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when is your amygdala less activated
when youre rating someone as trustworthy
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what kind of people have smaller amygdalas
psychopaths, autistic people and solo climber (not activation when thinking of it
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what role does the autonomic nervous system play in emotion according to james
different patterns in ANS activity produce different emotional expereinces
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cannon bard
all emotional stimuli produce the same ANS pattern
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what does evidence suggest
that its between total specificity and total generality, not enough evidence that they all produce a different pattern but evidence that they dont all produce the same
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STRESS N THE IMMUNE RESPONSE. describe model 1
anterior-pituitary adrenal-cortex model. stressors make adrenocorticotrophic hormone ACTH, comes from anterior-pituitary. causes release of glutocorcoids like cortisol
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describe model 2
sympathetic nervous system adrenal medulla- stressors activate SNS and that releases noradrenaline and adrenaline from the adrenal medulla
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in 1990's what was discovered about stress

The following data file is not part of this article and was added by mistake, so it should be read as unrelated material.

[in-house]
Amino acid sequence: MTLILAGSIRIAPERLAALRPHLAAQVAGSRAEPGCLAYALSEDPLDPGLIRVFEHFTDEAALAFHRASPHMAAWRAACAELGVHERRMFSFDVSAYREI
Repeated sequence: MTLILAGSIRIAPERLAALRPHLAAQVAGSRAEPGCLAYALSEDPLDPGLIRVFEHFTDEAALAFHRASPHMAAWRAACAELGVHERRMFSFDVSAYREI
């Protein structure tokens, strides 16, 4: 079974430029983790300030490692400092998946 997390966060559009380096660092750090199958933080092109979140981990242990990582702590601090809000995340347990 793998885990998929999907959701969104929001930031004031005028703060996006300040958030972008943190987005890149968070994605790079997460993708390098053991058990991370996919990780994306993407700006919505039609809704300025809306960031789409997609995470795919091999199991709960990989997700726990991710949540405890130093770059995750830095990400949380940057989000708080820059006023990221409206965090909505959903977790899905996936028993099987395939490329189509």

that it causes inflammatory responses, increases cytokines in the blood which is now considered a major stress hormone
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what prompted research into stress
the idea that physicological disorders have a psychological element
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what condition started this
gastric ulcers, people who had them had heli-bactor pliori but so do 75% of people who dont have them
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what makes up the immune system
the innate and the adaptive immune system
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describe the innate immune system
quick and first to respond.
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what are pathogens
disease causing cells
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what are phagocytes and whats the most famous
cells that eat pathogens, macrophage
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what ate cytokines
small cell-signalling proteins like lymphokines that are producted in immune cells
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describe process of innate
pathogens have antigens on them (sticky things). phagocytpes have toll-like receptors on which bind to surface on pathogen when injured cells send signals. releases cytokines and triggers other cells like the adaptive immune system
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4 differences of the adaptive immune system
slower to respond, has a memory, reacts against specific antigens, slower evolved
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what are the main cells in the adaptive